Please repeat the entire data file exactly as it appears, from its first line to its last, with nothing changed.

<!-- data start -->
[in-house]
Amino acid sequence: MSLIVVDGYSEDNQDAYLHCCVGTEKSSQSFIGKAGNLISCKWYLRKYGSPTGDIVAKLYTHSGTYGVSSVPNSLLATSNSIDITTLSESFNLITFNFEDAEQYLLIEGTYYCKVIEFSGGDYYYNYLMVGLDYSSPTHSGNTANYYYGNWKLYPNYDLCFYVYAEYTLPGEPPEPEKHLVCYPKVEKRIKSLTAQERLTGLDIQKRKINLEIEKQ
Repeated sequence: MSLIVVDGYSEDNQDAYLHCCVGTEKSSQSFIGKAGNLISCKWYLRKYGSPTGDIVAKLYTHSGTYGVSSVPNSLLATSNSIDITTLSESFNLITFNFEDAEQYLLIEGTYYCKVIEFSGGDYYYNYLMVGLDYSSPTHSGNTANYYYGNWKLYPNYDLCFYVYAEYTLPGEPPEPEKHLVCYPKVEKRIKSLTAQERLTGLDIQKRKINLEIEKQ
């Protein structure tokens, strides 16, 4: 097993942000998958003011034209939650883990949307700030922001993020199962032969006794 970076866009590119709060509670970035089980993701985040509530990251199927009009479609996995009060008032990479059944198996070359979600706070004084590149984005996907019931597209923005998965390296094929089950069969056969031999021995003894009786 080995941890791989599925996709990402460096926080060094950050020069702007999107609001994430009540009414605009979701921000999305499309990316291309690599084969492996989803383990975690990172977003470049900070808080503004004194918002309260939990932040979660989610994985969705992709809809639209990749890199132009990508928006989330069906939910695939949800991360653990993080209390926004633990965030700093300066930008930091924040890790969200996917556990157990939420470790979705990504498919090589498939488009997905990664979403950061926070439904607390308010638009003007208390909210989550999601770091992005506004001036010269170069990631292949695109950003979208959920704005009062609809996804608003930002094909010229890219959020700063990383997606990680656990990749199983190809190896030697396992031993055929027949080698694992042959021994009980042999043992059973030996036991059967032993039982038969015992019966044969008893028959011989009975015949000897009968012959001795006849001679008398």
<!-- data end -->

[in-house]
Amino acid sequence: MSLIVVDGYSEDNQDAYLHCCVGTEKSSQSFIGKAGNLISCKWYLRKYGSPTGDIVAKLYTHSGTYGVSSVPNSLLATSNSIDITTLSESFNLITFNFEDAEQYLLIEGTYYCKVIEFSGGDYYYNYLMVGLDYSSPTHSGNTANYYYGNWKLYPNYDLCFYVYAEYTLPGEPPEPEKHLVCYPKVEKRIKSLTAQERLTGLDIQKRKINLEIEKQ
Repeated sequence: MSLIVVDGYSEDNQDAYLHCCVGTEKSSQSFIGKAGNLISCKWYLRKYGSPTGDIVAKLYTHSGTYGVSSVPNSLLATSNSIDITTLSESFNLITFNFEDAEQYLLIEGTYYCKVIEFSGGDYYYNYLMVGLDYSSPTHSGNTANYYYGNWKLYPNYDLCFYVYAEYTLPGEPPEPEKHLVCYPKVEKRIKSLTAQERLTGLDIQKRKINLEIEKQ
């Protein structure tokens, strides 16, 4: 097993942000998958003011034209939650883990949307700030922001993020199962032969006794 970076866009590119709060509670970035089980993701985040509530990251199927009009479609996995009060008032990479059944198996070359979600706070004084590149984005996907019931597209923005998965390296094929089950069969056969031999021995003894009786 080995941890791989599925996709990402460096926080060094950050020069702007999107609001994430009540009414605009979701921000999305499309990316291309690599084969492996989803383990975690990172977003470049900070808080503004004194918002309260939990932040979660989610994985969705992709809809639209990749890199132009990508928006989330069906939910695939949800991360653990993080209390926004633990965030700093300066930008930091924040890790969200996917556990157990939420470790979705990504498919090589498939488009997905990664979403950061926070439904607390308010638009003007208390909210989550999601770091992005506004001036010269170069990631292949695109950003979208959920704005009062609809996804608003930002094909010229890219959020700063990383997606990680656990990749199983190809190896030697396992031993055929027949080698694992042959021994009980042999043992059973030996036991059967032993039982038969015992019966044969008893028959011989009975015949000897009968012959001795006849001679008398």